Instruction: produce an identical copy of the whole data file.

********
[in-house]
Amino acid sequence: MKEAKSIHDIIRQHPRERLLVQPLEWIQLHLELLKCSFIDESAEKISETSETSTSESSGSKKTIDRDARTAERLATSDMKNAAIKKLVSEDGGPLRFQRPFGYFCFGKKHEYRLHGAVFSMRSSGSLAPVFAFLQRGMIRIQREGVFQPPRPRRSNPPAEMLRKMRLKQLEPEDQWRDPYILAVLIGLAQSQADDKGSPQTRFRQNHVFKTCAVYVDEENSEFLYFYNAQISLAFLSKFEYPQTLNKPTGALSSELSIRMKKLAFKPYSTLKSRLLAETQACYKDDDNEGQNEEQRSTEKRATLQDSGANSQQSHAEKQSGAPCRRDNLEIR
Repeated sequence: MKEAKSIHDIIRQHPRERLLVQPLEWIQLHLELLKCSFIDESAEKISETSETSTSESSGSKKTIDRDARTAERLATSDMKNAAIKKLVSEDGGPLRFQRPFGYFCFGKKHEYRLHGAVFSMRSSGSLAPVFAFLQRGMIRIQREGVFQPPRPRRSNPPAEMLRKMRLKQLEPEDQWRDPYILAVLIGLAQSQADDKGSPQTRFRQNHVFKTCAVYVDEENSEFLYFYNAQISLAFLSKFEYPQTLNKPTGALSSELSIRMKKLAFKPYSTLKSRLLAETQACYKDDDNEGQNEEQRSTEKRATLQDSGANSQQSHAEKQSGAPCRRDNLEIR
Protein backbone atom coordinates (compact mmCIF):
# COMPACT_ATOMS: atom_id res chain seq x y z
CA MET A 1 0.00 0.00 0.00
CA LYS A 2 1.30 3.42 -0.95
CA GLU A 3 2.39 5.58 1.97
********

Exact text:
[in-house]
Amino acid sequence: MKEAKSIHDIIRQHPRERLLVQPLEWIQLHLELLKCSFIDESAEKISETSETSTSESSGSKKTIDRDARTAERLATSDMKNAAIKKLVSEDGGPLRFQRPFGYFCFGKKHEYRLHGAVFSMRSSGSLAPVFAFLQRGMIRIQREGVFQPPRPRRSNPPAEMLRKMRLKQLEPEDQWRDPYILAVLIGLAQSQADDKGSPQTRFRQNHVFKTCAVYVDEENSEFLYFYNAQISLAFLSKFEYPQTLNKPTGALSSELSIRMKKLAFKPYSTLKSRLLAETQACYKDDDNEGQNEEQRSTEKRATLQDSGANSQQSHAEKQSGAPCRRDNLEIR
Repeated sequence: MKEAKSIHDIIRQHPRERLLVQPLEWIQLHLELLKCSFIDESAEKISETSETSTSESSGSKKTIDRDARTAERLATSDMKNAAIKKLVSEDGGPLRFQRPFGYFCFGKKHEYRLHGAVFSMRSSGSLAPVFAFLQRGMIRIQREGVFQPPRPRRSNPPAEMLRKMRLKQLEPEDQWRDPYILAVLIGLAQSQADDKGSPQTRFRQNHVFKTCAVYVDEENSEFLYFYNAQISLAFLSKFEYPQTLNKPTGALSSELSIRMKKLAFKPYSTLKSRLLAETQACYKDDDNEGQNEEQRSTEKRATLQDSGANSQQSHAEKQSGAPCRRDNLEIR
Protein backbone atom coordinates (compact mmCIF):
# COMPACT_ATOMS: atom_id res chain seq x y z
CA MET A 1 0.00 0.00 0.00
CA LYS A 2 1.30 3.42 -0.95
CA GLU A 3 2.39 5.58 1.97